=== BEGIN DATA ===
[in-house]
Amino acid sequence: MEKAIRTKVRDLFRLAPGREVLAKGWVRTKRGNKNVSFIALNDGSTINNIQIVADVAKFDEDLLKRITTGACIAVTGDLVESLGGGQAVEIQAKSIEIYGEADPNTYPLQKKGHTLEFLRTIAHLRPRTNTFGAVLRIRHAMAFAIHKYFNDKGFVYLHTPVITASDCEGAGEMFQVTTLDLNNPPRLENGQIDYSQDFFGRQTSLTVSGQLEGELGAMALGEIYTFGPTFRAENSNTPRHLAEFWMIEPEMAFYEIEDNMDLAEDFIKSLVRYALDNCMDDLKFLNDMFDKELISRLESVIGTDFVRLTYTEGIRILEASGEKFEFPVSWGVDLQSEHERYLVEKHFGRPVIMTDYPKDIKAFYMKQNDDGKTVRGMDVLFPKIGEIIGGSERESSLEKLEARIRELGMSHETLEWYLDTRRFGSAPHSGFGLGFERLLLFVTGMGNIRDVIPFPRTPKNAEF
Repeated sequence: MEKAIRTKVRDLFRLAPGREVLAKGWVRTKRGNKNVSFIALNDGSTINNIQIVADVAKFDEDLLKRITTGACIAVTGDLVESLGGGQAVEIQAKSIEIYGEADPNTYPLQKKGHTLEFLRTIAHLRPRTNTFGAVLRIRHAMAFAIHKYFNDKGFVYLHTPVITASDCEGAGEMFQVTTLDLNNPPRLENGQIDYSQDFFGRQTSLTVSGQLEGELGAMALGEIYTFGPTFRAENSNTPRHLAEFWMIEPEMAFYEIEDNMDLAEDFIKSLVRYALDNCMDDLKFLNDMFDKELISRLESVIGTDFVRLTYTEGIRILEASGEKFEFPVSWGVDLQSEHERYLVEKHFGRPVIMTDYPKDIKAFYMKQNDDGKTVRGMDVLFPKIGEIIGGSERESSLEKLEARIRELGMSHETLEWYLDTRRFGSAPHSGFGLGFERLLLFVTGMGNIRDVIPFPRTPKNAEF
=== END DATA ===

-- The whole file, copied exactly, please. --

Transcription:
[in-house]
Amino acid sequence: MEKAIRTKVRDLFRLAPGREVLAKGWVRTKRGNKNVSFIALNDGSTINNIQIVADVAKFDEDLLKRITTGACIAVTGDLVESLGGGQAVEIQAKSIEIYGEADPNTYPLQKKGHTLEFLRTIAHLRPRTNTFGAVLRIRHAMAFAIHKYFNDKGFVYLHTPVITASDCEGAGEMFQVTTLDLNNPPRLENGQIDYSQDFFGRQTSLTVSGQLEGELGAMALGEIYTFGPTFRAENSNTPRHLAEFWMIEPEMAFYEIEDNMDLAEDFIKSLVRYALDNCMDDLKFLNDMFDKELISRLESVIGTDFVRLTYTEGIRILEASGEKFEFPVSWGVDLQSEHERYLVEKHFGRPVIMTDYPKDIKAFYMKQNDDGKTVRGMDVLFPKIGEIIGGSERESSLEKLEARIRELGMSHETLEWYLDTRRFGSAPHSGFGLGFERLLLFVTGMGNIRDVIPFPRTPKNAEF
Repeated sequence: MEKAIRTKVRDLFRLAPGREVLAKGWVRTKRGNKNVSFIALNDGSTINNIQIVADVAKFDEDLLKRITTGACIAVTGDLVESLGGGQAVEIQAKSIEIYGEADPNTYPLQKKGHTLEFLRTIAHLRPRTNTFGAVLRIRHAMAFAIHKYFNDKGFVYLHTPVITASDCEGAGEMFQVTTLDLNNPPRLENGQIDYSQDFFGRQTSLTVSGQLEGELGAMALGEIYTFGPTFRAENSNTPRHLAEFWMIEPEMAFYEIEDNMDLAEDFIKSLVRYALDNCMDDLKFLNDMFDKELISRLESVIGTDFVRLTYTEGIRILEASGEKFEFPVSWGVDLQSEHERYLVEKHFGRPVIMTDYPKDIKAFYMKQNDDGKTVRGMDVLFPKIGEIIGGSERESSLEKLEARIRELGMSHETLEWYLDTRRFGSAPHSGFGLGFERLLLFVTGMGNIRDVIPFPRTPKNAEF